Network analysis has been used for many years in ecological research to analyze organismal associations, for example in food webs, plant-plant or plant-animal interactions. Although network analysis is widely applied in microbial ecology, only recently has it entered the realms of soil microbial ecology, shown by a rapid rise in studies applying co-occurrence analysis to soil microbial communities. While this application offers great potential for deeper insights into the ecological structure of soil microbial ecosystems, it also brings new challenges related to the specific characteristics of soil datasets and the type of ecological questions that can be addressed. In this Perspectives Paper we assess the challenges of applying network analysis to soil microbial ecology due to the small-scale heterogeneity of the soil environment and the nature of soil microbial datasets. We review the different approaches of network construction that are commonly applied to soil microbial datasets and discuss their features and limitations. Using a test dataset of microbial communities from two depths of a forest soil, we demonstrate how different experimental designs and network constructing algorithms affect the structure of the resulting networks, and how this in turn may influence ecological conclusions. We will also reveal how assumptions of the construction method, methods of preparing the dataset, and definitions of thresholds affect the network structure. Finally, we discuss the particular questions in soil microbial ecology that can be approached by analyzing and interpreting specific network properties. Targeting these network properties in a meaningful way will allow applying this technique not in merely descriptive, but in hypothesis-driven research. Analysing microbial networks in soils opens a window to a better understanding of the complexity of microbial communities. However, this approach is unfortunately often used to draw conclusions which are far beyond the scientific evidence it can provide, which has damaged its reputation for soil microbial analysis. In this Perspectives Paper, we would like to sharpen the view for the real potential of microbial co-occurrence analysis in soils, and at the same time raise awareness regarding its limitations and the many ways how it can be misused or misinterpreted.

  • Decay of similarity across tropical forest communities: integrating spatial distance with soil nutrients

    Peguero G, Ferrín M, Sardans J, Verbruggen E, Ramírez-Rojas I, Van Langenhove L, Verryckt LT, Murienne J, Iribar A, Zinger L, Grau O, Orivel J, Stahl C, Courtois EA, Asensio D, Gargallo-Garriga A, Llusià J, Margalef O, Ogaya R, Richter A, Janssens IA, Schiestl RH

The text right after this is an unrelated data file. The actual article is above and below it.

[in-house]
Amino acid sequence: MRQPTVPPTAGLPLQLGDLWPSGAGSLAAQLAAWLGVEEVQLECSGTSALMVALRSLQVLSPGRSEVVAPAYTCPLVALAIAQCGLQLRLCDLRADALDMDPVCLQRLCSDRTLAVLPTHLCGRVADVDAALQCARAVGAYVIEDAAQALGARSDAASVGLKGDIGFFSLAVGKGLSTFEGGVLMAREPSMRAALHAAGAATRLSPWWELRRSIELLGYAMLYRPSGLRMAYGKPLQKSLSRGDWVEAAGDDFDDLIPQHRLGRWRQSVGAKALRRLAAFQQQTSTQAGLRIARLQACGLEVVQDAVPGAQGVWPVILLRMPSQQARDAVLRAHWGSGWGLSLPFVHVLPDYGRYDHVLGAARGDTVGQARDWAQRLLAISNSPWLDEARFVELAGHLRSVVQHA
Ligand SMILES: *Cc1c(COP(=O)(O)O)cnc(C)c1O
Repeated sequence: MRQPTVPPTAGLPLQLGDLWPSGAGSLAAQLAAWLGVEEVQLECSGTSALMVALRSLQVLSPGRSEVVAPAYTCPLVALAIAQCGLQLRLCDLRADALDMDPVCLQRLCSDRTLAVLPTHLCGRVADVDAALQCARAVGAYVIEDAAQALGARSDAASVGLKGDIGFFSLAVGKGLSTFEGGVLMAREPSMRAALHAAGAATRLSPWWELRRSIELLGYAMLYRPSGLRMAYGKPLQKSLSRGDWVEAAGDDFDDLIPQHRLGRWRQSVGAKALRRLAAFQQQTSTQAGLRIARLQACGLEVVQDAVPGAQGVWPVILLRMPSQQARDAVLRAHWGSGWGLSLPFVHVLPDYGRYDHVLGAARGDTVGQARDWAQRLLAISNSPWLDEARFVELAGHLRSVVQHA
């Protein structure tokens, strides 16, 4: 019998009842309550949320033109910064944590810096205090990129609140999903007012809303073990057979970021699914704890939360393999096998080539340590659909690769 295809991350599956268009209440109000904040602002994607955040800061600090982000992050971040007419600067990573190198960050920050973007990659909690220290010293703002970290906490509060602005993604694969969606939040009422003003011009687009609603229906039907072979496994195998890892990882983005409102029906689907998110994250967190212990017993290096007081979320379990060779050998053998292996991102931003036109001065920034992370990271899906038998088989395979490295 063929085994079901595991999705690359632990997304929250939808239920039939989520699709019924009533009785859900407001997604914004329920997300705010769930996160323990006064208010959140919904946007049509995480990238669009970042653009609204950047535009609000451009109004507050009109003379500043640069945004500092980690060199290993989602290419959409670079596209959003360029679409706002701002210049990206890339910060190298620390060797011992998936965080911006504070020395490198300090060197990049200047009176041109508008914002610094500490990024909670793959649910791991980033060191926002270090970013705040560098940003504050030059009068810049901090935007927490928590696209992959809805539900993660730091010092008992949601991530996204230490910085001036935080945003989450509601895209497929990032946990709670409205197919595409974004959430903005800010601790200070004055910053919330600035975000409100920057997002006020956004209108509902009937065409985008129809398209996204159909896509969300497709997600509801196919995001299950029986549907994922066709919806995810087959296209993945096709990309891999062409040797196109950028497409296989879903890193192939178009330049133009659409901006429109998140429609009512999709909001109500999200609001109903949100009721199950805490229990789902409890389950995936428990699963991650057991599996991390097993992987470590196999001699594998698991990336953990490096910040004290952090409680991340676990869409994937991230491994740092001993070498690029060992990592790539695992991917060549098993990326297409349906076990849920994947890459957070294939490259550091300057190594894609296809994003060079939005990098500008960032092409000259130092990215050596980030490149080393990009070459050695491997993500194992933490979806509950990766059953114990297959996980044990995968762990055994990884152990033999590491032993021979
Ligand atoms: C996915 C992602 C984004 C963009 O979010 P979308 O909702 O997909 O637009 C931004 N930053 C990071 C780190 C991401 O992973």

2022 - Ecology, 103: Article e03599


    Understanding the mechanisms that drive the change of biotic assemblages over space and time is the main quest of community ecology. Assessing the relative importance of dispersal and environmental species selection in a range of organismic sizes and motilities has been a fruitful strategy. A consensus for whether spatial and environmental distances operate similarly across spatial scales and taxa, however, has yet to emerge. We used censuses of four major groups of organisms (soil bacteria, fungi, ground insects, and trees) at two observation scales (1-m2 sampling point vs. 2,500-m2 plots) in a topographically standardized sampling design replicated in two tropical rainforests with contrasting relationships between spatial distance and nutrient availability. We modeled the decay of assemblage similarity for each taxon set and site to assess the relative contributions of spatial distance and nutrient availability distance. Then, we evaluated the potentially structuring effect of tree composition over all other taxa. The similarity of nutrient content in the litter and topsoil had a stronger and more consistent selective effect than did dispersal limitation, particularly for bacteria, fungi, and trees at the plot level. Ground insects, the only group assessed with the capacity of active dispersal, had the highest species turnover and the flattest nonsignificant distance−decay relationship, suggesting that neither dispersal limitation nor nutrient availability were fundamental drivers of their community assembly at this scale of analysis. Only the fungal communities at one of our study sites were clearly coordinated with tree composition. The spatial distance at the smallest scale was more important than nutrient selection for the bacteria, fungi, and insects. The lower initial similarity and the moderate variation in composition identified by these distance-decay models, however, suggested that the effects of stochastic sampling were important at this smaller spatial scale. Our results highlight the importance of nutrients as one of the main environmental drivers of rainforest communities irrespective of organismic or propagule size and how the overriding effect of the analytical scale influences the interpretation, leading to the perception of greater importance of dispersal limitation and ecological drift over selection associated with environmental niches at decreasing observation scales.